I've been on both sides of the situation, too. I was in a band about eight years ago that opened for Cannibal Corpse. Stage volume was obscene. I've been in a band who opened for Ill Nino. Stage volume, surprisingly, was nonexistent -- floor monitors and backline were on the stage, but they weren't making any noise. The backline was mic'ed and one of the cabinets at minimum was turned on, but you couldn't hear it from the crowd. And they sounded heavier than {censored} through the PA.

 

Hell, in a metal band I played in even before those, I had a dummy 4x12 that I used as a road case for my real 4x12 on stage. I know looks play a part. And if the metal genre were to blow up around here and we could gig twice a week for the money we're making now, then sure, I'd have some dummy cabs up there. And maybe a second fake bass drum.

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We're going to hit close to 100 gigs this year. I just joined this outfit a couple of months ago, so I don't know what their production was last year.

 

 

I believe last year we clocked in at 117, but that's counting acoustic gigs, too. Full band gigs were right around 100.

 

You missed out on the fun of "hell week", too. Last March, we had gigs the 20th (Norfolk), 21st (Chesapeake), 22nd (Chesapeake), 23rd and 24th we were in Atlantic City, 25th (Suffolk), 26th (Smithfield), 27th (Chesapeake), 28th (Va Beach), 29th (Va Beach), off the 30th, and then the 31st (Chesapeake).

 

So much equipment being moved.

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The discussion isn't revolving around whether or not "bands can absolutely rock with an iem setup." The idea that "good music is good music" isn't what was being discussed. It makes the analogy false.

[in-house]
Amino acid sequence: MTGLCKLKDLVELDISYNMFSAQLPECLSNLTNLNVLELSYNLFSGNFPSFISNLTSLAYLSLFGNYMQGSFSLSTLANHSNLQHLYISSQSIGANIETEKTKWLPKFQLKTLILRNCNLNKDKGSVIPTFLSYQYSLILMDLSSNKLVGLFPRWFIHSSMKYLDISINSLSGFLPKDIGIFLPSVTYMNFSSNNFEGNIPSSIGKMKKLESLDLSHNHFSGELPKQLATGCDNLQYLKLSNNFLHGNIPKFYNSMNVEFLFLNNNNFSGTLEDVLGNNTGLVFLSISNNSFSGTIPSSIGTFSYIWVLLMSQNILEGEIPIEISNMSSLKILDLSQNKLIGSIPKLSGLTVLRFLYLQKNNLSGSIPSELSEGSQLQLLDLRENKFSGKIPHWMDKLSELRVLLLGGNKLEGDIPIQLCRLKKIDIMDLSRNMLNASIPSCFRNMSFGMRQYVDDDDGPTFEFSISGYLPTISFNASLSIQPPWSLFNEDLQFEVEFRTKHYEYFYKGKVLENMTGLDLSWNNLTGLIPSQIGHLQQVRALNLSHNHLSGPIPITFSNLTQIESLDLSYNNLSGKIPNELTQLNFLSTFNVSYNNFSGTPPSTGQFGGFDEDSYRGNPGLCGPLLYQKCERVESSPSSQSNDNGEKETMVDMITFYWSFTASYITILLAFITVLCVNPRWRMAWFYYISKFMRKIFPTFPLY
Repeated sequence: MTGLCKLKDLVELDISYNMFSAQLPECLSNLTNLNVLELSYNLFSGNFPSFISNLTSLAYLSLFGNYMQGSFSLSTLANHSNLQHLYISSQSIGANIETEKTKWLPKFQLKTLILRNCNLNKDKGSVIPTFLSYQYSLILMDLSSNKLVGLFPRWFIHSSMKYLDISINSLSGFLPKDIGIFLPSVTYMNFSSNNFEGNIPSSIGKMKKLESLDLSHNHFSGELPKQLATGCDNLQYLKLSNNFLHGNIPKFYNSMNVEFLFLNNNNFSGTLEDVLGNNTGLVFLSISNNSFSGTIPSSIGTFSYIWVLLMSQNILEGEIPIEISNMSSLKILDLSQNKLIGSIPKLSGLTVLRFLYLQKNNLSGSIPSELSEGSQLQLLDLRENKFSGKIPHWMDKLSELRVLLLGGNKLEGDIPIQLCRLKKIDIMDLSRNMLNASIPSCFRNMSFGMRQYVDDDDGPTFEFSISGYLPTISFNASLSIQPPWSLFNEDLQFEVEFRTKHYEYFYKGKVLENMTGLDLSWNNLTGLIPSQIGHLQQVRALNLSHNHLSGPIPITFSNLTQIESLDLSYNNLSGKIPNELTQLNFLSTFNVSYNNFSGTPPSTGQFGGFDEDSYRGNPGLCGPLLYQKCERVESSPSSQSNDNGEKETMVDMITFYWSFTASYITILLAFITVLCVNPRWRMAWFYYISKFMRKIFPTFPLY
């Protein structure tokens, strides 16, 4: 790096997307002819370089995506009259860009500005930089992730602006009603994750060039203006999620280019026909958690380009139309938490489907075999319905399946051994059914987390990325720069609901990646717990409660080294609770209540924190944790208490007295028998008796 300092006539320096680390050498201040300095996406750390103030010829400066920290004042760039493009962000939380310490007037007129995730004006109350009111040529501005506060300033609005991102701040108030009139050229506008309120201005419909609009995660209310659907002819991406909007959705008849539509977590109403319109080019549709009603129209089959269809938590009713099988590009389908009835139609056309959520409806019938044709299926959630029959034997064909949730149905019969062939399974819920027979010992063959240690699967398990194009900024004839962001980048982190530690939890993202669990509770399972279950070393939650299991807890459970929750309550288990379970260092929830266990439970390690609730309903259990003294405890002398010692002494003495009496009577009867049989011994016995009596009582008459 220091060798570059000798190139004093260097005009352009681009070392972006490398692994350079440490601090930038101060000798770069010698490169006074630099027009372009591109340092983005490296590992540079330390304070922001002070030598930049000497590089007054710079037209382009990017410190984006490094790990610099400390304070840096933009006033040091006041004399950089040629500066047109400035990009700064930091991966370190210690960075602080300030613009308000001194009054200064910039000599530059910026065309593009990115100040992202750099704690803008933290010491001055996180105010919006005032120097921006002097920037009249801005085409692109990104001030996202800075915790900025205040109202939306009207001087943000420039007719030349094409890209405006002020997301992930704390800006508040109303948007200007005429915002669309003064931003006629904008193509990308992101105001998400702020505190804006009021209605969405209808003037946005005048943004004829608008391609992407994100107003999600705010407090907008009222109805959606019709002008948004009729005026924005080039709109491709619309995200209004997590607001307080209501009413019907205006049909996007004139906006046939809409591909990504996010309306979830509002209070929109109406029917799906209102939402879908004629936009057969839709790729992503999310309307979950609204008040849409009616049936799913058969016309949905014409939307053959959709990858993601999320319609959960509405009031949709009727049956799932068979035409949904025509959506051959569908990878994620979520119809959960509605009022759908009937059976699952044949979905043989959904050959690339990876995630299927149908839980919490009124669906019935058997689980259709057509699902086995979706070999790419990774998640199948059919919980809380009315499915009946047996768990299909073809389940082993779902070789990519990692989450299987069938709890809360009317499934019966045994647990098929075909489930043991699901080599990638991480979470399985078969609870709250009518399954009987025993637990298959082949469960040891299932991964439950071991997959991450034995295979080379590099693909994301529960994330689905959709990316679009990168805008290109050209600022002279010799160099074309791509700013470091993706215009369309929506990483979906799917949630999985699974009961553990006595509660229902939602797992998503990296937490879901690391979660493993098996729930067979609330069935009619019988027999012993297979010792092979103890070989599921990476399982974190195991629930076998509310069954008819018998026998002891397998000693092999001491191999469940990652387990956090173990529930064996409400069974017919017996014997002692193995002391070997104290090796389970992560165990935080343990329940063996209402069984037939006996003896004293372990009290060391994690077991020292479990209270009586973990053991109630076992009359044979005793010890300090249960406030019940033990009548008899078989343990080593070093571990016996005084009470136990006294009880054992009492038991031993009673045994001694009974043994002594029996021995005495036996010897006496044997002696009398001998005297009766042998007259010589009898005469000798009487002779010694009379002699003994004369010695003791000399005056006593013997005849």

It's not an analogy at all. :facepalm: It's an example and it's completely applicable.

We were discussing "good sound is good sound", and all the variables you threw out there, are just that, variables. It doesn't make the example any less accurate because some of those variables are different than Burd's.

The whole notion of "hard rock acts couldn't get away with IEM's is laughable." Unless you're playing little tiny places where the back line provides most of the house sound, there's absolutely no validity to it whether you're Geddy Lee or a small timer.

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The notion in dispute was an ampless stage, not IEM's.

 

:rolleyes:

The dispute was over a IEM system alone could be used for a heavy rock band. The ampless stage is only one aspect.

 

The notion that a hard rock band couldn't get by with IEM and no amps on stage is laughable.

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It's not an analogy at all.
:facepalm:
It's an example and it's completely applicable.


We were discussing "good sound is good sound", and all the variables you threw out there, are just that, variables. It doesn't make the example any less accurate because some of those variables are different than Burd's.


The whole notion of "hard rock acts couldn't get away with IEM's is laughable." Unless you're playing little tiny places where the back line provides most of the house sound, there's absolutely no validity to it whether you're Geddy Lee or a small timer.




There's alot more validity to it than comparing Geddy at a Rush concert to a typical hard rock/metal club gig - I'm just sayin'...



- georgestrings

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Some people do hear with their eyes, and so they'd think something was funky, but that's where dummy cabinets come in.